This model revamped the Kasarani stadium right here in Kenya. There was an urgency to the process as Kenya had bid and won to host the last World Under-18 Athletics championships early in July 2017. A successful event depending on how you view, though not without heavy Government subsidies – like the ‘free entry which saw the stadium fill to capacity in the last 2 days of the event.

Old is gold?
We pat ourselves in the back for hosting, an event of such magnitude even as the country prepares for a momentous election in August. It is important to note what the legacy of such huge infrastructure projects is and how the Government of China would support African governments.
The only other major sporting event (of such magnitude) besides this that Kenya held was the Africa Athletics championships in 2010 and the All-Africa Games in 1987. Both events necessitated the construction and refurbishment of two of the largest sports edifices in Kenya. Besides the occasional tournaments such as the Safari Sevens, Africa Cup of Nations qualifiers and athletics meets, the venues usually go for long periods unused and in disrepair.

Estadio 11 De Novembro - Angola
Estadio 11 De Novembro – Angola

The current administration had promised five state-of-the-art stadia by 2017 while getting into government. In 2014-5, a baseline study was done on which venues were likely to be constructed or repaired; the process was both tedious and mired in both national and county diplomacy. Choosing whom to believe, we would think this was an overkill. As much as Kenya is a sporting powerhouse in the region and indeed in Africa, it would be prudent to look at what are the priorities – new investments in sports infrastructure or refurbishment and appraisal of existing stadia and sports facilities.
This needs to follow with a deliberate effort to engage the youth and citizenry in sporting activities both as a recreational and career activity. Unfortunately, the disjointed efforts from the national government, county administrators’ as well as sports bodies has seen the country without a coherent sports and recreation policy guideline.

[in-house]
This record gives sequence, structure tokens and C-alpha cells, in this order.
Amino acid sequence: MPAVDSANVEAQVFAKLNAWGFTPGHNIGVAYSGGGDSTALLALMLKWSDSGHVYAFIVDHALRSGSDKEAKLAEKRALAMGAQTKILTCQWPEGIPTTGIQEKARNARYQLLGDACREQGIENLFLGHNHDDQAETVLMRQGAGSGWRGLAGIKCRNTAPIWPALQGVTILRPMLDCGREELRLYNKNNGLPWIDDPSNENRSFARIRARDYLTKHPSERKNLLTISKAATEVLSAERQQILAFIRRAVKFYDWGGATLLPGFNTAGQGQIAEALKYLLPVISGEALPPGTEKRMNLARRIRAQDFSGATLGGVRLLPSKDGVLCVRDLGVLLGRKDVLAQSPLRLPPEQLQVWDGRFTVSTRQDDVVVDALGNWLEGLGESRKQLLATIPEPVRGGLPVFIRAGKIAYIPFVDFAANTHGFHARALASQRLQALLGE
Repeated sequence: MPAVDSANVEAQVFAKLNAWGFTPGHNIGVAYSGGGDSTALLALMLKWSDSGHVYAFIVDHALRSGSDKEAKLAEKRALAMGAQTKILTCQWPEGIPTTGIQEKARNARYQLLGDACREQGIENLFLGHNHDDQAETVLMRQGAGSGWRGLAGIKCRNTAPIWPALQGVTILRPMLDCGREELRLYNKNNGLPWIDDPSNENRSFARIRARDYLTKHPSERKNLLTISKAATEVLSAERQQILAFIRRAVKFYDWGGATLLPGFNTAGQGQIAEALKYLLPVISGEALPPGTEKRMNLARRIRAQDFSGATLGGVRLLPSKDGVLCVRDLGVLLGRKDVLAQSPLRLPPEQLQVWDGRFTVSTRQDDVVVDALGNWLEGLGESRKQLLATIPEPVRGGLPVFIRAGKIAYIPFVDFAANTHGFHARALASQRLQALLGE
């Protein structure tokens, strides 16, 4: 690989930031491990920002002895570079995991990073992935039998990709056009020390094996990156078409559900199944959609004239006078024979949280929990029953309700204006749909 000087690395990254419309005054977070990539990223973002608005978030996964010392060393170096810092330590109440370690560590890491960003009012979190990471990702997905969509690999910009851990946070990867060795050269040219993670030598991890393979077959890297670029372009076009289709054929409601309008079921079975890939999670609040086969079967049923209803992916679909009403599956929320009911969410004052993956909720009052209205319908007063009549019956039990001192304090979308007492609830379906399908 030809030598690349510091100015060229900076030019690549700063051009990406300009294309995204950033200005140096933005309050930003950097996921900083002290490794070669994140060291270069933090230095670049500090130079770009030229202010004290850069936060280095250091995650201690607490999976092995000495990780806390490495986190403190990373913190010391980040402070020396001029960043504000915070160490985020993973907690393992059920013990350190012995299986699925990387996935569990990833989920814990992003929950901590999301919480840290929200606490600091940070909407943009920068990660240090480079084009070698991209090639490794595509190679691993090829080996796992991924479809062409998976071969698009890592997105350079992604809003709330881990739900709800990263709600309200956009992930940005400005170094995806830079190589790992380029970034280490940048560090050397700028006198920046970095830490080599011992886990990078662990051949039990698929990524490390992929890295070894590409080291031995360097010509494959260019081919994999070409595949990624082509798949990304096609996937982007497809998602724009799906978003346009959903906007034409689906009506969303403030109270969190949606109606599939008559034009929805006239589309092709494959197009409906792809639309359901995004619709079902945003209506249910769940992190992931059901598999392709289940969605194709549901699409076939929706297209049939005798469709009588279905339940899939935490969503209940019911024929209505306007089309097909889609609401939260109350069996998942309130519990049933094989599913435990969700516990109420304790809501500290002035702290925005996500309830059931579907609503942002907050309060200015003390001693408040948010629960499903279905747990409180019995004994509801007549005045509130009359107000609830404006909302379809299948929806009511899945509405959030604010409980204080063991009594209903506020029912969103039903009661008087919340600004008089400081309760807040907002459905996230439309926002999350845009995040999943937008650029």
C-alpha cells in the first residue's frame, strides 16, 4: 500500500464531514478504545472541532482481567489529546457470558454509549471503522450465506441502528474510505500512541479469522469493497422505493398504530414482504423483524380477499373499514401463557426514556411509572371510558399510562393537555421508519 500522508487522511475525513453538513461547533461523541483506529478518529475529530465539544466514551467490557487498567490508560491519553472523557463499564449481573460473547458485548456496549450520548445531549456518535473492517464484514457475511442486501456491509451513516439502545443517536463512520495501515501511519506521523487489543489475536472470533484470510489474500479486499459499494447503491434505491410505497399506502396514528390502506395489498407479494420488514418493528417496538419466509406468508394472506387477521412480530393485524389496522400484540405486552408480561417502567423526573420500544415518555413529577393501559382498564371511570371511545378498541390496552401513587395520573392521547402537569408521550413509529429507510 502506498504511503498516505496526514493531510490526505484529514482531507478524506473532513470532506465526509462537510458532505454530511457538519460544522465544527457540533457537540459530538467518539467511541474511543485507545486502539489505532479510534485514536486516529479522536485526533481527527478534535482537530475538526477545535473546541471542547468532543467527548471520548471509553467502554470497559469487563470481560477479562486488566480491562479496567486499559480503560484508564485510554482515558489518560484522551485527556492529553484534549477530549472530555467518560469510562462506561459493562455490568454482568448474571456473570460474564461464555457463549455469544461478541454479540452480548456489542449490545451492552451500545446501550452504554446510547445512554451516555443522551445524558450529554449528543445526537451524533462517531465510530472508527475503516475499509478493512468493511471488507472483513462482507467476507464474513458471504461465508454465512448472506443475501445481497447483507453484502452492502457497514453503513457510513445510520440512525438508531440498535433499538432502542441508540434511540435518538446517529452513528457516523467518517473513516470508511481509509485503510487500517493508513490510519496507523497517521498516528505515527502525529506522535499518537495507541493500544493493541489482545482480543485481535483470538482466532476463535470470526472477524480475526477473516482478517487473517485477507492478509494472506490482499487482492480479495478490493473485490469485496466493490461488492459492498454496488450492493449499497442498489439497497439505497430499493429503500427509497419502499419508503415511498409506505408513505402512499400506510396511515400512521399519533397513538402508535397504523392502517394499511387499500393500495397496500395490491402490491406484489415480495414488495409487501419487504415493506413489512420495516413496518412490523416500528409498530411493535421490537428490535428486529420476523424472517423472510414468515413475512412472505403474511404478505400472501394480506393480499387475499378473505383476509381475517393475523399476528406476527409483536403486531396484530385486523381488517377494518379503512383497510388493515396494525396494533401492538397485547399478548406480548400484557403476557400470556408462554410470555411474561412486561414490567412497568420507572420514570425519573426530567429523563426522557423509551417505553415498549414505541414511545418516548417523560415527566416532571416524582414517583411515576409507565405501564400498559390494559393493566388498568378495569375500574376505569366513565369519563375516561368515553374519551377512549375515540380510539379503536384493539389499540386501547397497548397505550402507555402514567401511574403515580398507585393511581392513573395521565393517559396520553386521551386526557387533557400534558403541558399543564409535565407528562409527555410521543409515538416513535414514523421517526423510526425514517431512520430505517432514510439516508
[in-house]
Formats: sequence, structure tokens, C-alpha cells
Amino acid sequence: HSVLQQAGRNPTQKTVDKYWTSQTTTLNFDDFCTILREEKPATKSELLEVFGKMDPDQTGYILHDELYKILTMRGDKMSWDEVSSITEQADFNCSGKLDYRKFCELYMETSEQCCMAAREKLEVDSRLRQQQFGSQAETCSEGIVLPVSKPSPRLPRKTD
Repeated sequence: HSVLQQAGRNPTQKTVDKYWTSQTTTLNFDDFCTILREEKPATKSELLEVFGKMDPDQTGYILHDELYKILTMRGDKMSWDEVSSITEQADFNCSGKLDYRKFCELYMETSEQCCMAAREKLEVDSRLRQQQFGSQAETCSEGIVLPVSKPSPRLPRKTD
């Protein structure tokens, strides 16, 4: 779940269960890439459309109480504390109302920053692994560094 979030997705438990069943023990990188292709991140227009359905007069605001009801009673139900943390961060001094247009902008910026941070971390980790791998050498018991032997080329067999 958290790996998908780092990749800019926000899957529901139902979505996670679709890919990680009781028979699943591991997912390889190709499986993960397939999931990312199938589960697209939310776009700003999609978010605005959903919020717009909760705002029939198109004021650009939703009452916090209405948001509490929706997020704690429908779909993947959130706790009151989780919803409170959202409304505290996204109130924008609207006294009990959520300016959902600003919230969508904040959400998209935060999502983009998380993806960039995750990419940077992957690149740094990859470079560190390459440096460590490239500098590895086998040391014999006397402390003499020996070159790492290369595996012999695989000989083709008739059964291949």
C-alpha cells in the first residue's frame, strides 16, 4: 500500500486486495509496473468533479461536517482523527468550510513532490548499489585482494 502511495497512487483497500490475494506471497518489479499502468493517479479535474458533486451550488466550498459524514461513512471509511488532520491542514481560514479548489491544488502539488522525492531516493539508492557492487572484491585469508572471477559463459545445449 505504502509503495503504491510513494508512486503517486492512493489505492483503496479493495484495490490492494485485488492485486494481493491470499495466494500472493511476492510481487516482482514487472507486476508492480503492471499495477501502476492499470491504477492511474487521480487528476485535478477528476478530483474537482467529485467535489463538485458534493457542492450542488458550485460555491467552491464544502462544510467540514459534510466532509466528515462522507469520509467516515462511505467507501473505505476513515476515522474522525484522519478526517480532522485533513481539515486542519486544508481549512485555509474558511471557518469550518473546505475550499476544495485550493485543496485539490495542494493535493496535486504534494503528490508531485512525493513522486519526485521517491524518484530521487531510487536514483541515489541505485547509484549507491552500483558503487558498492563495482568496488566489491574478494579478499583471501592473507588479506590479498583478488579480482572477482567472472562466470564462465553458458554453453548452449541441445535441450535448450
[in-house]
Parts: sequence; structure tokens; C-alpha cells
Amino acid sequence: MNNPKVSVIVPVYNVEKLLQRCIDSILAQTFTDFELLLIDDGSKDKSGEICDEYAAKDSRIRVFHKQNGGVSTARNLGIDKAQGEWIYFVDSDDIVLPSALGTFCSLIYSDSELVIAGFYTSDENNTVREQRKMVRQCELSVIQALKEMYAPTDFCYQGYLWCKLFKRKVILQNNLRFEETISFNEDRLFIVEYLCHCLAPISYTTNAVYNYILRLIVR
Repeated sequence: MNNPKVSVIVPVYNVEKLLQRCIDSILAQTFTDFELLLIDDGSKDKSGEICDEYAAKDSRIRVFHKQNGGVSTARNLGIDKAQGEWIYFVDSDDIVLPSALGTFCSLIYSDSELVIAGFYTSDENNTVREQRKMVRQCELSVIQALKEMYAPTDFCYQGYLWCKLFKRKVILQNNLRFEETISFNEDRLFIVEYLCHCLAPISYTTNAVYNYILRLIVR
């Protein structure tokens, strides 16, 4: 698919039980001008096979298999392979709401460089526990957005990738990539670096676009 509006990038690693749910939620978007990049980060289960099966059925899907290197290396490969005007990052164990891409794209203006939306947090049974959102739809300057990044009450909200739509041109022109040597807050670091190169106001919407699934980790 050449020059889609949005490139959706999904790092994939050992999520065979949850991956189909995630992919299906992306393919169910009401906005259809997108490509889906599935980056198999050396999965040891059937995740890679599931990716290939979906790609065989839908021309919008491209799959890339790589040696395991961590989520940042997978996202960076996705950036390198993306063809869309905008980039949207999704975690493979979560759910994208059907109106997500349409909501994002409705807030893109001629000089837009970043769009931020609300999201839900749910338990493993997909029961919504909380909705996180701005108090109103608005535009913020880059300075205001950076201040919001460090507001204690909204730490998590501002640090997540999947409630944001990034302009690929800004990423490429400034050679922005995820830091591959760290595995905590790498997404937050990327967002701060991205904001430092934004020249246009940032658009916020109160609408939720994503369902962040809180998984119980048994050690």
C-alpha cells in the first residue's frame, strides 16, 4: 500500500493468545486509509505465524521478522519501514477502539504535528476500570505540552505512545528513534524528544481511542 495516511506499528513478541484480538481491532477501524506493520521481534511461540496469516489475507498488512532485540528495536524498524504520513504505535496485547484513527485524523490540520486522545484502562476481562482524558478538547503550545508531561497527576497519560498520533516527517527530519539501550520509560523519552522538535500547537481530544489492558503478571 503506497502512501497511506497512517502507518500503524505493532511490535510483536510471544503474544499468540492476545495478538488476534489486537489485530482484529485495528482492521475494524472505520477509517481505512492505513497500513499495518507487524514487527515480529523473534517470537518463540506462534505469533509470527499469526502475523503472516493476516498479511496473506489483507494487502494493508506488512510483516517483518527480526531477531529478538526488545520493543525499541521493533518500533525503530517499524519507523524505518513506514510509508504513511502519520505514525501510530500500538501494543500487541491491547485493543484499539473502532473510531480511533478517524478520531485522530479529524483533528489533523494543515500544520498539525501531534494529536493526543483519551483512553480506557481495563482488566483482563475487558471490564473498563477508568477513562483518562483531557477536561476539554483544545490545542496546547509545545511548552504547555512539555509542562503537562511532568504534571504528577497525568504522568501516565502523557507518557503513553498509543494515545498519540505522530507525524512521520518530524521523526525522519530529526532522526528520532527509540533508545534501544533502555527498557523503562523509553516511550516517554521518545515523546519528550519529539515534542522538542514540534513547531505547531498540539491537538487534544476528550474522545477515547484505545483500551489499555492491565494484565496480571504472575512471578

Legacy and not the Subaru…
Perhaps one thing we ought to learn better from the Chinese or other ‘benevolent countries’ while developing our sports infrastructure is the legacy of these venues.
Examples such as the London Olympics venues in 2012 which have either been converted into national sporting venues or sold out to clubs, there is need to have a commercial viability to our sporting venues and sports investments.  Committing investments such as was done for the World Under-18 Youth Athletics champions then leaving these to lay waste is unacceptable. IAAF, which provided some of the funds to the event, was satisfied with the Government support. Collaborating with higher learning institutions, which would host sports infrastructure like the High Performance centre proposed at Kenyatta University, is a step in the right direction. Again though, there has to be deliberate and calculated move to engage the public in owning and using such facilities.
This will ensure the legacy of major sports events is not lost on the public and a sense of despair and dishonesty pervades sports edifices and related investments.

Back to our Asian partners. With the entreaties to our national governments to engage in exploiting opportunities for investing in Kenya and indeed in Africa, remember the populace will only accept to be blind for only so long. If there is no genuine public good in investing in such infrastructure, it will be a matter of time before the same public revolts and openly opposes any investments.

To paraphrase Zig Ziglar, “You don’t build a stadium, you build people, and the people build the stadium”.